As we take a look at recent trends, data and what we are seeing with our own customers, a few things are certain. As the payments landscape changes, we see more payment types and channels being added but not many (if any) being phased out. This translates into increased complexity of payments processing for businesses today and into the future.
Checks Remain Strong but Move toward Electronic Imaging
For example, checks are still in wide use and are not going away as many had predicted in the past. The volume of checks is lower than other payment types, but businesses are still relying on them for both accounts payable and receivables. However, trends show consumers are adopting new methods to enhance the way these checks are processed. Nearly one in six checks are now deposited as an electronic image rather than paper and we expect this trend to continue growing significantly in the future.
Fraud Continues to be a Concern
One of the reasons that businesses and consumers still rely on checks could have to do with fraud concerns. Fraudulent transactions accounted for $6.1 billion in value, representing 31.1 million unauthorized transactions in 2012. Of this amount, card fraud substantially outpaced both check and ACH fraud rates, representing 92% of all unauthorized transactions. That clearly poses a concern for businesses who want to provide convenience to their customers but avoid fraud loss. Businesses must continue to focus on security, such as providing end-to-end encryption to ensure the transaction is secure from initiation to posting through to reconciliation. This becomes even more important with the imminent proliferation of mobile payments.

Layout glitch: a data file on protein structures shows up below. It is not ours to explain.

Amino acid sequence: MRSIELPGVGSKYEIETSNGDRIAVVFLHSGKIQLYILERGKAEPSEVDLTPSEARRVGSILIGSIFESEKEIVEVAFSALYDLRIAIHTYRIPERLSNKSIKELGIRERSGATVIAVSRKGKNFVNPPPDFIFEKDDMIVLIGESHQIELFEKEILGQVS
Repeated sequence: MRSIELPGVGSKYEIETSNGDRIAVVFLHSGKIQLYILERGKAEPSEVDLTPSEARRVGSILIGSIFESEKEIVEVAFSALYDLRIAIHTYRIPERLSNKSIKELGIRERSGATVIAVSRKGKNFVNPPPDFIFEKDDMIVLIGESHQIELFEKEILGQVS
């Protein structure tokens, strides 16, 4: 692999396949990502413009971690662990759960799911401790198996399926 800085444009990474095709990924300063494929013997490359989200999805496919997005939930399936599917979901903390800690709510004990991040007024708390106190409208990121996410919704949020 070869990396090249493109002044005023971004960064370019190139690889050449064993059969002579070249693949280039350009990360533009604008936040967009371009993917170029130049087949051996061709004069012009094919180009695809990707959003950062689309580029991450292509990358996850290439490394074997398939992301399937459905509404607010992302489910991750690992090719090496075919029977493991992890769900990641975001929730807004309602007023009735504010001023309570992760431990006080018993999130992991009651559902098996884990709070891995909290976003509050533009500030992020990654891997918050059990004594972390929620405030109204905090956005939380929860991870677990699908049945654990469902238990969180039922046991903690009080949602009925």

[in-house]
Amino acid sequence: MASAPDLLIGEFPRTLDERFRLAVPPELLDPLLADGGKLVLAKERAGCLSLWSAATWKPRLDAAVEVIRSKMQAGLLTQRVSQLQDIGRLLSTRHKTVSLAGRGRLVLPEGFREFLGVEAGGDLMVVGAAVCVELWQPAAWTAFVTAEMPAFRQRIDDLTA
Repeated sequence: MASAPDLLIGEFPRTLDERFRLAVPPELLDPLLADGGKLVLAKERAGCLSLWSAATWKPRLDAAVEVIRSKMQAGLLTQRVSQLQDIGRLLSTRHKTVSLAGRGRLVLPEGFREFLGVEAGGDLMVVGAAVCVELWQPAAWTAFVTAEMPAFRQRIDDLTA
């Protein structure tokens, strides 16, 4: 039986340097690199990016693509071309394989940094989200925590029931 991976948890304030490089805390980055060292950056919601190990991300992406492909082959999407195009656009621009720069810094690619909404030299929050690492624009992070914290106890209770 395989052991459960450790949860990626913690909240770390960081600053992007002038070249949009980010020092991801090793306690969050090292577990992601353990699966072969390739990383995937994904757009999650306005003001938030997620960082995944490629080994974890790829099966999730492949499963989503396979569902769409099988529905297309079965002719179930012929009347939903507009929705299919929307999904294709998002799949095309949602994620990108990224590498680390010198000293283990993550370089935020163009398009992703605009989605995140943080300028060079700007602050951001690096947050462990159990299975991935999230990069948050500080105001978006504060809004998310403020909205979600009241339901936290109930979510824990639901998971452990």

Mobile Payments Abound
Mobile payments are on their way to becoming the new norm. In North America, mobile transactions accounted for nearly one-fifth of all transactions last year, making up approximately $37 billion in volume. Both businesses and consumers alike are embracing the mobile trend and increasingly leveraging mobile remote deposit capture (mRDC), in addition to credit card and ACH-facilitated mobile payments, for more traditional payment remittances. More than one in eight Americans have used their mobile devices to deposit checks. Furthermore, of the 17% of checks paid as electronic images in 2012, 93% of them came from business customers.
No doubt, smartphone payment usage will only continue to increase as the number of smartphone users is anticipated to be nearly 160 million by 2014 in the U.S. alone. mRDC will likely be the next big wave of growth in mobile payments, with 48 million smartphone users expected to use mobile deposit features by 2016. This could provide significant cost and time advantages to businesses who embrace this trend.